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Cold gas removal from the centre of a galaxy by a low-luminosity jet

Abstract

The energy emitted by active galactic nuclei (AGNs) may provide a self-regulating process (AGN feedback) that shapes the evolution of galaxies. This is believed to operate along two modes, namely on galactic scales by clearing the interstellar medium via outflows, and on circumgalactic scales by preventing the cooling and accretion of gas onto the host galaxy. Radio jets associated with radiatively inefficient AGNs are known to contribute to the latter mode of feedback. However, such jets could also play a role on circumnuclear and galactic scales, blurring the distinction between the two modes. We have discovered a spatially resolved, massive molecular outflow, carrying ~75% of the gas in the central region of the host galaxy of a radiatively inefficient AGN. The outflow coincides with the radio jet 540 pc offset from the core, unambiguously pointing to the jet as the driver of this phenomenon. The modest luminosity of the radio source (L1.4 GHz = 2.1 × 1023 W Hz−1) confirms predictions of simulations that jets of low-luminosity radio sources carry enough power to drive such outflows. Including kiloparsec-scale feedback from such sources, which comprise the majority of the radio AGN population, in cosmological simulations may assist in resolving some of their limitations.

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Fig. 1: CO emission from NGC 1167.
Fig. 2: Kinematics of the cold gas.
Fig. 3: Snapshots from the simulations.
Fig. 4: Synthetic position–velocity diagrams.

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Data availability

The data presented in this paper were observed with NOEMA under project ID S20BH. The reduced data products are available at https://astrodrive.astro.rug.nl/index.php/s/e3RTJ5wnpGFGFd9 or from the corresponding authors upon reasonable request. The simulation data for which results are shown in our paper are results from earlier simulations6 and are available in raw form at www2.ccs.tsukuba.ac.jp/Astro/Members/ayw/depot/B2_0258+35/data/, where data.0000.flt, data.0037.flt and data.0100.flt are the data for time snapshots at t = 0, t = 0.2 Myr and t = 0.8 Myr, respectively (Figs. 3 and 4). These data are in a standard single-precision flt binary output format of the hydrodynamic code PLUTO that combines all thermodynamic variables into one file for one snapshot in time.

Code availability

The data were reduced using publicly available software GILDAS and AIPS. The scripts with which the data cubes from the simulations were analysed are a part of the repository at https://bitbucket.org/pandante/pluto-ug-simulation-analyzer/. In particular, the branch B2_0258+35 contains the specific tools used to obtain the analysis results and plots presented in Figs. 3 and 4. The simulations in ref. 6 were performed with the PLUTO code, publicly available at http://plutocode.ph.unito.it/. A version of the code that includes routines to set up the simulations is available at https://github.com/aywander/pluto-outflows.git and requires additional set-up data files available at https://www2.ccs.tsukuba.ac.jp/Astro/Members/ayw/depot/P45_dir45/setup/. The simulation also requires initial data of the clumpy fractal multiphase gas generated by the code pyFC, also publicly available at https://pypi.org/project/pyFC/.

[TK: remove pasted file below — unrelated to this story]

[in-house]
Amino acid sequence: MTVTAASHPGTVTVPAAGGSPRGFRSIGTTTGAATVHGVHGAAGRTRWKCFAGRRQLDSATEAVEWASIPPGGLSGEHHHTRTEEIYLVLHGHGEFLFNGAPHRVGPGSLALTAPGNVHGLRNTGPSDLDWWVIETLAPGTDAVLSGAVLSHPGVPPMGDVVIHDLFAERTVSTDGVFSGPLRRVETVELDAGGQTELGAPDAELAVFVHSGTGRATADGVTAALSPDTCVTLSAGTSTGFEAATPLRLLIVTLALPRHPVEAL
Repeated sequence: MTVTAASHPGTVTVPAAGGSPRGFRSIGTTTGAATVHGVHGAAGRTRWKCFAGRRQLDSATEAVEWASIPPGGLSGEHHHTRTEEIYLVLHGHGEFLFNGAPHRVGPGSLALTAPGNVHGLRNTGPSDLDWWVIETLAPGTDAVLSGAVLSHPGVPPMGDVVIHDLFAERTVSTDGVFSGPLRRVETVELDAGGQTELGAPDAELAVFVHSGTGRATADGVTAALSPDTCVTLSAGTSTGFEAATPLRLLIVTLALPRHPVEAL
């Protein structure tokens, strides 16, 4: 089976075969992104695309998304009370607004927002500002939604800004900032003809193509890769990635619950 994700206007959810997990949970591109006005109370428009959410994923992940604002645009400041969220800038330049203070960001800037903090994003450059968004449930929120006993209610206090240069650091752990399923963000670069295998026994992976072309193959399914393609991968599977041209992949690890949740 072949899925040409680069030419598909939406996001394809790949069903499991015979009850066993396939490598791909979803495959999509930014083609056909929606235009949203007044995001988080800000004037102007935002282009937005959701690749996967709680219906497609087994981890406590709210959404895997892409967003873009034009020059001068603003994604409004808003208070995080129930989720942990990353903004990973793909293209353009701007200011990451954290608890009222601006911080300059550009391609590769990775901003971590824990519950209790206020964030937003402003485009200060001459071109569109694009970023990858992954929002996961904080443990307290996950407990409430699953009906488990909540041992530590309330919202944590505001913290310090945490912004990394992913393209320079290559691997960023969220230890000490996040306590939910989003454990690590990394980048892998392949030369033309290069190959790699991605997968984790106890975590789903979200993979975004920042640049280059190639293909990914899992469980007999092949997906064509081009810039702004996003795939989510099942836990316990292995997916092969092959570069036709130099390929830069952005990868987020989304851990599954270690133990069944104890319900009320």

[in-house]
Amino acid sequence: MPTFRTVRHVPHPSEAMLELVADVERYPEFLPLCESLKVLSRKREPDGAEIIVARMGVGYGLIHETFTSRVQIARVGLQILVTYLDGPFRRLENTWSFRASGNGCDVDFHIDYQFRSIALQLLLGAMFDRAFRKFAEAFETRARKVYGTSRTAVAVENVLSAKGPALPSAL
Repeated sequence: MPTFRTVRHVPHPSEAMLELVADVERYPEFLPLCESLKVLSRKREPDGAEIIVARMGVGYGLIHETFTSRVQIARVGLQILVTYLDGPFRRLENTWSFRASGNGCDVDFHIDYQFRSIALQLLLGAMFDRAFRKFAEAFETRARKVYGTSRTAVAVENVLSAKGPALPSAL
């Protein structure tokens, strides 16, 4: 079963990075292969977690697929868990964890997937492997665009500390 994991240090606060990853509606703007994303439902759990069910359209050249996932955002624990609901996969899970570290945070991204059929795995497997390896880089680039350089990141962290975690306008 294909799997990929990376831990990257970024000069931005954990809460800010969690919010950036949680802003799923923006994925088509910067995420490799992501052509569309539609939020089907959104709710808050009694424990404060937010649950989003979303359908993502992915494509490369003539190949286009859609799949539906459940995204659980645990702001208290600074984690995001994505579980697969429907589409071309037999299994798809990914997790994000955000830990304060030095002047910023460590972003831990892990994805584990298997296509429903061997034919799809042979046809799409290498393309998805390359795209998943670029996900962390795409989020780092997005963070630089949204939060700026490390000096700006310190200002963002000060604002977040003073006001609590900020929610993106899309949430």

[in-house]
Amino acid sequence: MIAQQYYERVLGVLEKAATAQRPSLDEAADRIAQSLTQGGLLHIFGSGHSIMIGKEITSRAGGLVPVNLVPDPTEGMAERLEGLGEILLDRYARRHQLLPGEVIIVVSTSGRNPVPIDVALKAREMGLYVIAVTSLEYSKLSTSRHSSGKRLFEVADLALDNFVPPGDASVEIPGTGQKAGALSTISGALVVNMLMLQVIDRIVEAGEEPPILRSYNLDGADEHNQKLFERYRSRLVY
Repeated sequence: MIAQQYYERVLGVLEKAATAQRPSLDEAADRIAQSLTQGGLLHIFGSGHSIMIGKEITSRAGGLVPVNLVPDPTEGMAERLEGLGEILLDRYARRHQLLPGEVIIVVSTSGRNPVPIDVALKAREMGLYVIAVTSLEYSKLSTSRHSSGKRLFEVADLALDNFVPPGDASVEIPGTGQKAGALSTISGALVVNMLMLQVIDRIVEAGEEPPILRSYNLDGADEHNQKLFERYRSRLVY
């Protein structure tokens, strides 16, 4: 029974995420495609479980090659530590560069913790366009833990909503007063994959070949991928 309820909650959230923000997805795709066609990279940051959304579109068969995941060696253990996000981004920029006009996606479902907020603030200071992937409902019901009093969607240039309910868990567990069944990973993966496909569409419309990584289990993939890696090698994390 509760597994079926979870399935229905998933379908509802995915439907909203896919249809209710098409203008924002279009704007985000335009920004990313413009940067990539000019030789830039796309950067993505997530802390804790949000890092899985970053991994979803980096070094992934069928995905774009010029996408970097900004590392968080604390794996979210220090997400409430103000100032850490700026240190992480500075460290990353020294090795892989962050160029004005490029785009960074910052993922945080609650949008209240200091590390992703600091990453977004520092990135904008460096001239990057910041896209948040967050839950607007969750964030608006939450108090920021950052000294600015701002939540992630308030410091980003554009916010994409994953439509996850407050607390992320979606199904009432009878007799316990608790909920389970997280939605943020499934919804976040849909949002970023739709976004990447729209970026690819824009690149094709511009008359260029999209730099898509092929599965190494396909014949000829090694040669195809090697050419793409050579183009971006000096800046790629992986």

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Acknowledgements

This work is based on the observations carried out under project number S20BH with the IRAM NOEMA interferometer. IRAM is supported by INSU/CNRS (France), MPG (Germany) and IGN (Spain). We thank the IRAM staff for making these observations possible. S.M. thanks O. Feher for the help with data reduction. We thank G. Fabbiano and M. Baloković for sharing the results from the Chandra/NuSTAR observations prior to publication, and M. Giroletti for sharing the FITS image of the 8.5 GHz radio continuum emission. The simulations in this paper were undertaken with the assistance of resources from the National Computational Infrastructure (NCI Australia), an NCRIS-enabled capability supported by the Australian government. A.Y.W. is supported by JSPS KAKENHI grant no. 19K03862.

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S.M. and R.M. conceived the project. S.M., R.M., P.G. and T.O. wrote the observing proposal. S.M. reduced the data. S.M., R.M. and T.O. carried out the analysis. A.Y.W., D.M. and G.B. contributed to the simulations. S.M., R.M. and A.Y.W. wrote the manuscript. All the authors discussed the results and commented on the manuscript.

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Correspondence to Suma Murthy or Raffaella Morganti.

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Murthy, S., Morganti, R., Wagner, A.Y. et al. Cold gas removal from the centre of a galaxy by a low-luminosity jet. Nat Astron 6, 488–495 (2022). https://doi.org/10.1038/s41550-021-01596-6

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